HGTV’s Top 10 Rules for Spring Gardening

No doubt this beautiful weekend left a lot of you feeling a great deal of excitement (and probably a little impatience too!) for the arrival of spring. Finally! As we all sprang forward, you probably got to thinking about all of the work that needs to be done in your yard to make it the pride of your neighborhood.

Birmingham is teeming with fantastic landscaping service companies, garden designers, and landscape architects who can help you with everything from maintenance to renovations, depending on exactly what you need. There are also a number of phenomenal garden shops and gardening resources where you can pick up supplies or take a class. The point is: Now is the time to get to work and our area is rich with experts and materials!

HGTV is a wonderful place to turn in search of do-it-yourself tips, strategic advice, and general information about homes and gardens. We thought we would share with your their Top 10 Rules for Spring Gardening to give you inspiration and guidance as temperatures warm, flowers bloom and grass greens.

  1. Work the soil only when it’s moderately dry. Tilling, walking on, or cultivating the soil when it’s wet leads to creating something akin to adobe: the whole structure of the soil is destroyed.
  2. Provide drainage. If your soil is too wet to work, use raised beds to enable earlier planting in the spring. The soil in raised beds dries out and warms up faster than the surrounding earth.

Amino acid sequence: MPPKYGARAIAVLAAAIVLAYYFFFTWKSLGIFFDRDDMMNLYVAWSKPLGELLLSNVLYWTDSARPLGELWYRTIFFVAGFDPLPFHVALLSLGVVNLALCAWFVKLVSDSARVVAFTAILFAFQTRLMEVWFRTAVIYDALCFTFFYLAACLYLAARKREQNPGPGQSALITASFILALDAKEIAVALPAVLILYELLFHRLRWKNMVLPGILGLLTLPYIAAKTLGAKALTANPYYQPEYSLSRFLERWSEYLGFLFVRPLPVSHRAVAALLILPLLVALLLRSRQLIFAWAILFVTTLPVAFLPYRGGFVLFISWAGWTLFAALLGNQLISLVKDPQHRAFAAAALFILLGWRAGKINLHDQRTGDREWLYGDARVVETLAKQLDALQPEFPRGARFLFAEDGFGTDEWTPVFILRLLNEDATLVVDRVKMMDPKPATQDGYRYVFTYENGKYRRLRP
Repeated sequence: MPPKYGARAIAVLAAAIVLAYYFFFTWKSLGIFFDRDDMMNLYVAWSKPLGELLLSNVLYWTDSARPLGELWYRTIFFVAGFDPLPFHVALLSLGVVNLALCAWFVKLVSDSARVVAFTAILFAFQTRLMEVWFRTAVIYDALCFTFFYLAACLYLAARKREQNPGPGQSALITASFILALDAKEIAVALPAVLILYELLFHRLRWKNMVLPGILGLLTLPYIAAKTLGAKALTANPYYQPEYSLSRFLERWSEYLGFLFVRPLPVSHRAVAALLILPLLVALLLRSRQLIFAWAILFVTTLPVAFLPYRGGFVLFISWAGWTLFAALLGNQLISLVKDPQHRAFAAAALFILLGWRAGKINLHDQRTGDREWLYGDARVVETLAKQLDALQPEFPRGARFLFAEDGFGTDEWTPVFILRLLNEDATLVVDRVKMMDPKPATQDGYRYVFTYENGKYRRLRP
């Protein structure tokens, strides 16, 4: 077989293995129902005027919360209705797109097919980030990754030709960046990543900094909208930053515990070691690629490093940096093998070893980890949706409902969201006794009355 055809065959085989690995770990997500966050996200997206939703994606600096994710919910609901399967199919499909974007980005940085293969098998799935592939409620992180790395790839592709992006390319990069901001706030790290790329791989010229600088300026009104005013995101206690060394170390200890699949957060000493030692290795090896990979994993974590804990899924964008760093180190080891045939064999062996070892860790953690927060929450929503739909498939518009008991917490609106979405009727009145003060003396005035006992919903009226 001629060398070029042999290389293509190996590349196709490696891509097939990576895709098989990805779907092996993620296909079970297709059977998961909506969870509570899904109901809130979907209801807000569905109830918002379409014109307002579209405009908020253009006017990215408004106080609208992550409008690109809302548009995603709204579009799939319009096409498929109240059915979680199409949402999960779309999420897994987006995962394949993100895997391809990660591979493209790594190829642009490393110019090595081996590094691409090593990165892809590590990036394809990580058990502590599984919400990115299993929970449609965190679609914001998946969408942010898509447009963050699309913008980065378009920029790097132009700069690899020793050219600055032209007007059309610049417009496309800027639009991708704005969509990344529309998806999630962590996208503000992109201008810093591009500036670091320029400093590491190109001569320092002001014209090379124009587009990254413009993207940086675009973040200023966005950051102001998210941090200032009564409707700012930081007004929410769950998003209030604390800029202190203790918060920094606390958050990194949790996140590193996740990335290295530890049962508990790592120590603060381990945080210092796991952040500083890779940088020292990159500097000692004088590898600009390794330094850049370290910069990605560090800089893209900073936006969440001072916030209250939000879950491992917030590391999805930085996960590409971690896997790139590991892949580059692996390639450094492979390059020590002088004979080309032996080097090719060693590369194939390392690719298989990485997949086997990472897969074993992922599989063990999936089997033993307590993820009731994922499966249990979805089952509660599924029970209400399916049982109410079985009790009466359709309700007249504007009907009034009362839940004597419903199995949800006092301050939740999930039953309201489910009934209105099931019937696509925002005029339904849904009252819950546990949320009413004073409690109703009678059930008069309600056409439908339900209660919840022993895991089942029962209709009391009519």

3. Check seed packages for the number of days to harvest. Plant cool-season plants such as peas, onions, Swiss chard, spinach and lettuce in early spring so they mature before hot weather arrives. Delay planting warm-weather crops until you’re safely past the last spring frost and the soil has warmed sufficiently.
  4. Know your zone. Whether you use USDA or Sunset zones, choose your plants not only for cold-hardiness but for heat-tolerance as well. Example: Peonies don’t bloom where winters are mild. (Central Alabama is split between zones 7 and 8.)
  5. Ease your transplants into the garden. If you’ve started seedlings indoors, expose them gradually to the conditions they’ll have in the garden: start the pots off for only a few hours in a sunny place, then gradually increase the amount of sun exposure before installing the transplants in the garden.
  6. Use Mother Nature to feed your plants. The best amendment for your soil is one you can make yourself: compost. If you don’t already have a compost pile, start one now.
  7. Water deeply. Your veggie garden will need about an inch of water a week; if enough rain hasn’t fallen, water till the top 6 inches of soil are wet. Simply wetting the soil’s surface with daily watering doesn’t reach most of the root zone and is harmful to plants. Saturate the soil around the base of tomato plants and avoid getting the foliage wet to reduce the chances of foliar diseases.
  8. Rotate your veggie crops. Grow them in different spots every year. Tomatoes are especially vulnerable to diseases that may linger in the soil or in plant residue.
  9. Synchronize pruning chores to bloom time. Prune summer-blooming shrubs, such as abelia and butterfly bush, in early spring. Buds form on the new wood that emerges the same year. Later, cutting spent flowers on your butterfly bush will produce new flowers.
  10. Exception: Hydrangeas. Hydrangeas are the exception to the pruning rules for summer-flowering shrubs. Mophead hydrangeas — and others that flower in summer — need to be pruned in fall. Fall-blooming hydrangeas such as H. paniculata are pruned in late winter or early spring.